—“mittet tibi signa Bootes.”— Virgil.

“The Boots will bear witness.”

THE fierce contests between the rival firms of “Robert Warren’ and ‘Day & Martin,” manufacturers of blacking for all his Christian Majesty's subjects, which so long and so violently agitated the British nation, were not unheeded in our remote and quiet republic. The storm which rose to a tempest in and about the ‘sea-girt isle,” reached our distant shores only in gentle ripples—with our transAtlantic brethren these strises were ‘wars,’ with us only ‘rumors of wars.’ These bitter contentions have now ceased, the acrimony which they excited, has subsided—friend may now meet friend

without ‘angrily asking an explanation' as to the blacking on his boots—masters and servants, fathers and sons, are no longer ranged under the hostile banners of opposing parties—the black flag of piratical cruelty carries not half the terror to the hearts of its wretched victims, which the dark-minded, dark-visaged agents of these proud antagonists inspired in their fractious customers.

Why then, the sensitive reader may ask, why disturb the shades of the belligerents, why call up the harrowing scenes, which can only torture the imagination, without informing the mind, or improving the heart 2

For the same reason that the anatomist dissects the reeking corse, and lays bare the hideous secret of the grave, that he may heal the living—that the faithful historian gives a place in his annals, alike to the records of honor and prosperity and good faith, and to the darker picture of guilt, and woe, and treachery—that the moralist, while he portrays the fair form and fond allurements of virtue, exposes also the painted carcass of soul vice—for this same reason do I call up these direful reminiscences, that we may not sleep on in fancied security from civil discord, while the prolific source of intestine commotion remains undried—while the fierce spirits of Chapel and Bell (oh that a chapel and bell should ever be at variance) are only held in abeyance, and are ready ‘on the shortest notice,’ as tradesmen say, to rush together in terrible collision. If such a sell catastrophe ever should occur, well might we exclaim with the Roman poet, ‘Bella, horrida Bella l' All the squabbles of the abolitionists, ‘full of sound and fury signifying nothing, even a bond fide rebellion of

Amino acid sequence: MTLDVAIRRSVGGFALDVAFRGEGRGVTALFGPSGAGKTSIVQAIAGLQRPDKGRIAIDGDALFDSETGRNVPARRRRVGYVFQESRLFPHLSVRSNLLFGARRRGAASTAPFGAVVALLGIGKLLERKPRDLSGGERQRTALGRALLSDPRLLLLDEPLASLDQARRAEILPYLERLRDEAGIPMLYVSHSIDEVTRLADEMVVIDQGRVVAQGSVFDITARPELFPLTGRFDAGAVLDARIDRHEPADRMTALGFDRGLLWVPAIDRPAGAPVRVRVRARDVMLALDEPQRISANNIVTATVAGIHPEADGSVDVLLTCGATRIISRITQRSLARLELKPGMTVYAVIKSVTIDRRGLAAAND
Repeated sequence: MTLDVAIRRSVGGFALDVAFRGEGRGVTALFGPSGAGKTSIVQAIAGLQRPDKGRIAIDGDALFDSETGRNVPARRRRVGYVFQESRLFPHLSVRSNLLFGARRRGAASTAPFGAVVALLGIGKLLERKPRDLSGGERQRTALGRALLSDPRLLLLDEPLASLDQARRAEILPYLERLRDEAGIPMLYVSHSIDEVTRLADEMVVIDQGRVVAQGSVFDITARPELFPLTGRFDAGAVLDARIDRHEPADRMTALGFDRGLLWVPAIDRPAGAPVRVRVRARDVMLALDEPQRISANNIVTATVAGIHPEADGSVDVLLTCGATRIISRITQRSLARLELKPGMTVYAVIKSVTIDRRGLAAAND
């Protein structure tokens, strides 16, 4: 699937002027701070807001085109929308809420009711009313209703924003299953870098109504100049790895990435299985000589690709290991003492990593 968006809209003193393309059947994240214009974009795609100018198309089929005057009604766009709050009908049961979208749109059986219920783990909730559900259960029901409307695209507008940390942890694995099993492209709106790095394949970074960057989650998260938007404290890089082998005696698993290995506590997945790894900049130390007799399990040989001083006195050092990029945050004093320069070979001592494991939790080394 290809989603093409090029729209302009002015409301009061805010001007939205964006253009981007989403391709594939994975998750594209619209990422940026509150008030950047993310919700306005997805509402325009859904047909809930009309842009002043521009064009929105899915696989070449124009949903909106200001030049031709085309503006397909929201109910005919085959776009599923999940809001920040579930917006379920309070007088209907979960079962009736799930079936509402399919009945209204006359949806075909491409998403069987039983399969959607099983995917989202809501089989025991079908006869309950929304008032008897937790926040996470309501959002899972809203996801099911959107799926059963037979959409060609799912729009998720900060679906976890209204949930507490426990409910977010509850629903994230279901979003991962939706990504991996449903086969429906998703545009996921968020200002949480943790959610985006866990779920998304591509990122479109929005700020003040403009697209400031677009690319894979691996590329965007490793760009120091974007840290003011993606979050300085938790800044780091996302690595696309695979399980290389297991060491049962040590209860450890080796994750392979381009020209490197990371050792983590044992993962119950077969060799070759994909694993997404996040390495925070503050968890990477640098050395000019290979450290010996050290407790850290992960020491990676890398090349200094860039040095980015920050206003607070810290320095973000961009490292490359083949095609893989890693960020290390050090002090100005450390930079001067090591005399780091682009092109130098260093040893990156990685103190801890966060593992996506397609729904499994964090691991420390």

‘the sooty slave
In southern climes hot-pressed’—

but this is the dark side of the subject, and we dismiss it with pleasure, to bring it up shortly in a brighter aspect—simply expressing our wonder, that when that accomplished diplomatist and far-sighted politician, J. Q. Adams, was enumerating the many dangers to which our hard-pressed ship of state would soon be exposed, though he included the black, he utterly omitted to mention the blacking, warfare. The German Teufelsdrockh in his last work, which we are acquainted with only in its English dress, in the chapter on the ‘Dandiacal body, makes the following acute and apposite remarks:

“A dandy is a clothes-wearing man; a man whose trade, office, and existence, consists in the wearing of clothes. Every faculty of his soul, spirit, purse, and Person, is heroically consecrated to this one object, the wearing of clothes, wisely and well; so that as others dress to live, he lives to dress. The all-importance of clothes, which a German professor of unequalled learning and acumen, writes his enormous volume to demonstrate, has sprung up in the intellect of the dandy without effort, like an instinct of genius. He is inspired with cloth, a Poet of cloth.

W 0 L. i. i. 5

What a mystic would call a “divine idea of cloth, is born with him; and this, like other such ideas, will express itself outwardly, or wring his heart asunder with unutterable throes.”